Disability Housing FAQS and Resources for Disability Housing Providers


Many providers of housing for people with disabilities may require a variety of information from applicants or tenants to determine what reasonable accommodations are needed to meet their needs. These documents may cover a variety of topics, from requests for reasonable accommodations and alternative accommodations to charges for damage caused by an assistance animal.

Using GoNest, providers can quickly fill vacant properties and rooms by shortlisting eligible applicants. Nest is the go-to website for people with disabilities looking for housing, with listings from disability housing providers, community and social housing providers, real estate agents, and private landlords.

Requests for reasonable accommodation

The federal government requires disability housing providers to make reasonable accommodations for their tenants. Requests for reasonable accommodations should be supported with credible documentation. These documents can be submitted by the individual making the request, by a medical professional, by a peer support group, by a nonmedical service agency, or by another third party.

Requests for reasonable accommodations can be made orally or in writing. The latter is recommended to avoid misunderstandings and facilitate processing. Before submitting a request for reasonable accommodations, prospective tenants should check with their housing provider to determine the preferred method. The housing provider must give consideration to the request, and it may be denied for various reasons.

The documentation needs to be specific, and it should be related to the person’s disability. The documents should also be kept confidential and not shared with anyone else. This is to protect the person with a disability.

Alternative accommodations

If you’re a housing provider and have a disability, you should be prepared to respond to any requests for alternative accommodations. These requests must be made by the person with a disability or their representative. They should also be based on the individual’s disability-related need and should not fundamentally alter the program. It is important for housing providers to remember that the person with a disability is the one who knows the disability best, and they can determine what aids and services are necessary for his or her needs.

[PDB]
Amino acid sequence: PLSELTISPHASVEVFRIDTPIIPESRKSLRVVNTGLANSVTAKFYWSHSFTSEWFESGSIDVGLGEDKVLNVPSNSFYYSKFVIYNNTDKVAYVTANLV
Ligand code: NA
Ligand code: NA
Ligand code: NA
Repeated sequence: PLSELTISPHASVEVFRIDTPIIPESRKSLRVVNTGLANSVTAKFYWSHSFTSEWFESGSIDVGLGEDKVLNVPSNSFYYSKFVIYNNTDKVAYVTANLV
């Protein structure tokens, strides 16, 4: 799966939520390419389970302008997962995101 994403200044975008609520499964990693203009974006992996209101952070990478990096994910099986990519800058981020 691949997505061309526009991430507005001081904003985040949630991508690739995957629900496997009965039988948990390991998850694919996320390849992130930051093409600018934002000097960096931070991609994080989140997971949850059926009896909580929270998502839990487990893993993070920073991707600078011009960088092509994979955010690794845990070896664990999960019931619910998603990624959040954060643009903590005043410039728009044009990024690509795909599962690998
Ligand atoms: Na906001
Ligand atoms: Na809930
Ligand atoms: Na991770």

An example of an alternative accommodation is a temporary or permanent relocation. In this scenario, a housing provider may need to relocate the tenant to a different apartment building or apartment within the same building. If an elevator is under repair, for example, the tenant may be required to relocate to a ground-floor apartment.

Another example is an apartment unit that is configured in a way that makes day-to-day activities difficult for the disabled person. The housing provider must provide the appropriate modifications so that the individual can move about freely. These modifications may include installing grab bars for bathtubs and roll-in showers or adjusting the location of appliances and fixtures. For people with dexterity disabilities, a flashing doorbell function or lever hardware for doorknobs can provide effective accommodations.

Charges for damage caused by an assistance animal

The right to keep an assistance animal may require a rental agreement between landlord and tenant. However, landlords can charge the tenant for damages caused by the animal. In some cases, they may deduct these damages from a tenant’s standard security deposit. The landlord may also require the animal to meet certain local vaccination and licensing requirements.

The assistance animal must be kept on a leash and cleaned up after its owner. It must not be a nuisance to other residents. It should be properly trained not to jump on or trample on people, nor should it be aggressive towards other animals. If it is being aggressive or causing damage, the animal should be removed immediately.

The Fair Housing Act prohibits discrimination on the basis of disability, and it requires housing providers to make reasonable accommodations to accommodate the needs of disabled tenants. Since assistance animals are not pets, they can provide emotional support and assistance. The person with a disability may request to keep an assistance animal as a reasonable accommodation. Under the law, a housing provider cannot refuse to grant this request.

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